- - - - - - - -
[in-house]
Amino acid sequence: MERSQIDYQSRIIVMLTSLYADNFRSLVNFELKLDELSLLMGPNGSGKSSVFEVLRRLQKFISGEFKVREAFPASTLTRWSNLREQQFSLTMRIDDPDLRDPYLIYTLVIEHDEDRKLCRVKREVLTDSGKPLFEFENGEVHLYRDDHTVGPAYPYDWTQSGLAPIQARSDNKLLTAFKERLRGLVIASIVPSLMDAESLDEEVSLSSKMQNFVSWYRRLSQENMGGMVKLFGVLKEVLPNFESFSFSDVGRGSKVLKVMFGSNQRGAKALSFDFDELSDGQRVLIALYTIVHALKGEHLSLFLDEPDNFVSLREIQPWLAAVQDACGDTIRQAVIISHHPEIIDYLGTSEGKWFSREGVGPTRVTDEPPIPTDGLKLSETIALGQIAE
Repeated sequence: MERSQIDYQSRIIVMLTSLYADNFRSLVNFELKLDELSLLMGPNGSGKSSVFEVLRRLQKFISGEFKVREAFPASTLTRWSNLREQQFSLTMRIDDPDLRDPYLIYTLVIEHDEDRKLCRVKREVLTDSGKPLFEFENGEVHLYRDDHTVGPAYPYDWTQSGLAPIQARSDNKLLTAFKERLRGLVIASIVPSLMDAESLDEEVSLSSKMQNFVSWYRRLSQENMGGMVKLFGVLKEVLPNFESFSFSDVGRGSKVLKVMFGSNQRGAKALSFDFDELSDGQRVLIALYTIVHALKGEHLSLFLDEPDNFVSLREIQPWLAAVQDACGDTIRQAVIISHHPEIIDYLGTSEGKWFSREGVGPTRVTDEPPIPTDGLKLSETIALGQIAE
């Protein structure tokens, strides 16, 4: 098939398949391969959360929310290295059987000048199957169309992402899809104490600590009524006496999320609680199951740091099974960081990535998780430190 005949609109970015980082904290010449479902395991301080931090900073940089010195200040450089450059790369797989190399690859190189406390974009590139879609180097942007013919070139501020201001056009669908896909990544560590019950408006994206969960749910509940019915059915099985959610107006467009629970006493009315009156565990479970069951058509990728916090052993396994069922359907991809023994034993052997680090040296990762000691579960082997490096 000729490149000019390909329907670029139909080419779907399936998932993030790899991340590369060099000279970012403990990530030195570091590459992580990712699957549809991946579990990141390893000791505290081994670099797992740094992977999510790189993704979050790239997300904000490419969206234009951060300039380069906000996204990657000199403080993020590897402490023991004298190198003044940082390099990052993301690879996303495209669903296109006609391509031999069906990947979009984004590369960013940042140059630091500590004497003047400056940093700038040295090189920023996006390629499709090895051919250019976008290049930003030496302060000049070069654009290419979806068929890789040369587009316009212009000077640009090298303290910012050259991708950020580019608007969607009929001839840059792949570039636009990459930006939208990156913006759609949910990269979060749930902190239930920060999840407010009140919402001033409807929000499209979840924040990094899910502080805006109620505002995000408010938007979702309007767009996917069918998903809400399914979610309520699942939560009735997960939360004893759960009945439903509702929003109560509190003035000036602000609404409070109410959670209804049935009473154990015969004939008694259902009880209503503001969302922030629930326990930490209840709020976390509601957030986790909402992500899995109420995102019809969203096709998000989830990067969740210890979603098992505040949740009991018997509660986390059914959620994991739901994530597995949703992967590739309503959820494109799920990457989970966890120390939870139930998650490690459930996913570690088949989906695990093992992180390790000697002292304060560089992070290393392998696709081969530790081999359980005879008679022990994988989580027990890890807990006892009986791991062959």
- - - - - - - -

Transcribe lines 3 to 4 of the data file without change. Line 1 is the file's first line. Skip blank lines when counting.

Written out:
Repeated sequence: MERSQIDYQSRIIVMLTSLYADNFRSLVNFELKLDELSLLMGPNGSGKSSVFEVLRRLQKFISGEFKVREAFPASTLTRWSNLREQQFSLTMRIDDPDLRDPYLIYTLVIEHDEDRKLCRVKREVLTDSGKPLFEFENGEVHLYRDDHTVGPAYPYDWTQSGLAPIQARSDNKLLTAFKERLRGLVIASIVPSLMDAESLDEEVSLSSKMQNFVSWYRRLSQENMGGMVKLFGVLKEVLPNFESFSFSDVGRGSKVLKVMFGSNQRGAKALSFDFDELSDGQRVLIALYTIVHALKGEHLSLFLDEPDNFVSLREIQPWLAAVQDACGDTIRQAVIISHHPEIIDYLGTSEGKWFSREGVGPTRVTDEPPIPTDGLKLSETIALGQIAE
């Protein structure tokens, strides 16, 4: 098939398949391969959360929310290295059987000048199957169309992402899809104490600590009524006496999320609680199951740091099974960081990535998780430190 005949609109970015980082904290010449479902395991301080931090900073940089010195200040450089450059790369797989190399690859190189406390974009590139879609180097942007013919070139501020201001056009669908896909990544560590019950408006994206969960749910509940019915059915099985959610107006467009629970006493009315009156565990479970069951058509990728916090052993396994069922359907991809023994034993052997680090040296990762000691579960082997490096 000729490149000019390909329907670029139909080419779907399936998932993030790899991340590369060099000279970012403990990530030195570091590459992580990712699957549809991946579990990141390893000791505290081994670099797992740094992977999510790189993704979050790239997300904000490419969206234009951060300039380069906000996204990657000199403080993020590897402490023991004298190198003044940082390099990052993301690879996303495209669903296109006609391509031999069906990947979009984004590369960013940042140059630091500590004497003047400056940093700038040295090189920023996006390629499709090895051919250019976008290049930003030496302060000049070069654009290419979806068929890789040369587009316009212009000077640009090298303290910012050259991708950020580019608007969607009929001839840059792949570039636009990459930006939208990156913006759609949910990269979060749930902190239930920060999840407010009140919402001033409807929000499209979840924040990094899910502080805006109620505002995000408010938007979702309007767009996917069918998903809400399914979610309520699942939560009735997960939360004893759960009945439903509702929003109560509190003035000036602000609404409070109410959670209804049935009473154990015969004939008694259902009880209503503001969302922030629930326990930490209840709020976390509601957030986790909402992500899995109420995102019809969203096709998000989830990067969740210890979603098992505040949740009991018997509660986390059914959620994991739901994530597995949703992967590739309503959820494109799920990457989970966890120390939870139930998650490690459930996913570690088949989906695990093992992180390790000697002292304060560089992070290393392998696709081969530790081999359980005879008679022990994988989580027990890890807990006892009986791991062959």